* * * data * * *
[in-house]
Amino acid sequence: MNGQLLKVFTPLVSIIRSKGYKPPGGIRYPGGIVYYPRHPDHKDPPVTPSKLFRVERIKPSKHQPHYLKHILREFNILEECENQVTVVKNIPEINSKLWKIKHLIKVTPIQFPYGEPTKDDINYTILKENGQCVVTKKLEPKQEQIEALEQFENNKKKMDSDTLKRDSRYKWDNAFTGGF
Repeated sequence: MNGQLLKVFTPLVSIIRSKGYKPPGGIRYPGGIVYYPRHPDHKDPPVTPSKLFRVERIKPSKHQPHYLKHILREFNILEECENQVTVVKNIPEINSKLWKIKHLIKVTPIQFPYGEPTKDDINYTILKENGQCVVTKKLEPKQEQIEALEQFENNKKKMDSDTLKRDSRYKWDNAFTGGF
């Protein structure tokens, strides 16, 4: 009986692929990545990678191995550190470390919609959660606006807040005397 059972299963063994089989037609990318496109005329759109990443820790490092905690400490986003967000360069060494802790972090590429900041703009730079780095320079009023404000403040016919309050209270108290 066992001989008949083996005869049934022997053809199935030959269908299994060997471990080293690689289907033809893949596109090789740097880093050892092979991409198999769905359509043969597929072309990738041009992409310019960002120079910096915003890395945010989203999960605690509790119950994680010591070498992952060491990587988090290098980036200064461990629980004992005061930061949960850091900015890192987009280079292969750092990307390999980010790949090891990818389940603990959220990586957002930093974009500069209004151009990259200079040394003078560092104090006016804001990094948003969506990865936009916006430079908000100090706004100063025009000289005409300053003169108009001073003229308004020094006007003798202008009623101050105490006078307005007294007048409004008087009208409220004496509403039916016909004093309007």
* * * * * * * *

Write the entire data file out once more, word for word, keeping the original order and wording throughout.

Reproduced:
[in-house]
Amino acid sequence: MNGQLLKVFTPLVSIIRSKGYKPPGGIRYPGGIVYYPRHPDHKDPPVTPSKLFRVERIKPSKHQPHYLKHILREFNILEECENQVTVVKNIPEINSKLWKIKHLIKVTPIQFPYGEPTKDDINYTILKENGQCVVTKKLEPKQEQIEALEQFENNKKKMDSDTLKRDSRYKWDNAFTGGF
Repeated sequence: MNGQLLKVFTPLVSIIRSKGYKPPGGIRYPGGIVYYPRHPDHKDPPVTPSKLFRVERIKPSKHQPHYLKHILREFNILEECENQVTVVKNIPEINSKLWKIKHLIKVTPIQFPYGEPTKDDINYTILKENGQCVVTKKLEPKQEQIEALEQFENNKKKMDSDTLKRDSRYKWDNAFTGGF
């Protein structure tokens, strides 16, 4: 009986692929990545990678191995550190470390919609959660606006807040005397 059972299963063994089989037609990318496109005329759109990443820790490092905690400490986003967000360069060494802790972090590429900041703009730079780095320079009023404000403040016919309050209270108290 066992001989008949083996005869049934022997053809199935030959269908299994060997471990080293690689289907033809893949596109090789740097880093050892092979991409198999769905359509043969597929072309990738041009992409310019960002120079910096915003890395945010989203999960605690509790119950994680010591070498992952060491990587988090290098980036200064461990629980004992005061930061949960850091900015890192987009280079292969750092990307390999980010790949090891990818389940603990959220990586957002930093974009500069209004151009990259200079040394003078560092104090006016804001990094948003969506990865936009916006430079908000100090706004100063025009000289005409300053003169108009001073003229308004020094006007003798202008009623101050105490006078307005007294007048409004008087009208409220004496509403039916016909004093309007």